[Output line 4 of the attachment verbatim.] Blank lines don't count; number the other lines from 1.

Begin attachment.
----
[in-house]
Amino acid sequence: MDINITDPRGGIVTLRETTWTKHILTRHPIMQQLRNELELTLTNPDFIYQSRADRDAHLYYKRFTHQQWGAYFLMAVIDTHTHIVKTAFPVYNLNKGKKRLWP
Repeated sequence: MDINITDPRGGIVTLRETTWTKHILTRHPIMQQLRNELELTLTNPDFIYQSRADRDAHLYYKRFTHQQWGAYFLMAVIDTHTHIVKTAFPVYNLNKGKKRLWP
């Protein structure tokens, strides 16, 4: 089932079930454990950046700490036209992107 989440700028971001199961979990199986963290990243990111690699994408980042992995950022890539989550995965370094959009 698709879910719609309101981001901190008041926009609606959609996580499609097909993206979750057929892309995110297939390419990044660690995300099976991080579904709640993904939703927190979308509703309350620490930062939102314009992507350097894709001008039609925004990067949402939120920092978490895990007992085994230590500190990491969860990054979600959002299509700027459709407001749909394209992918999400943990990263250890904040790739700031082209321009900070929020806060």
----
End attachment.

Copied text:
């Protein structure tokens, strides 16, 4: 089932079930454990950046700490036209992107 989440700028971001199961979990199986963290990243990111690699994408980042992995950022890539989550995965370094959009 698709879910719609309101981001901190008041926009609606959609996580499609097909993206979750057929892309995110297939390419990044660690995300099976991080579904709640993904939703927190979308509703309350620490930062939102314009992507350097894709001008039609925004990067949402939120920092978490895990007992085994230590500190990491969860990054979600959002299509700027459709407001749909394209992918999400943990990263250890904040790739700031082209321009900070929020806060």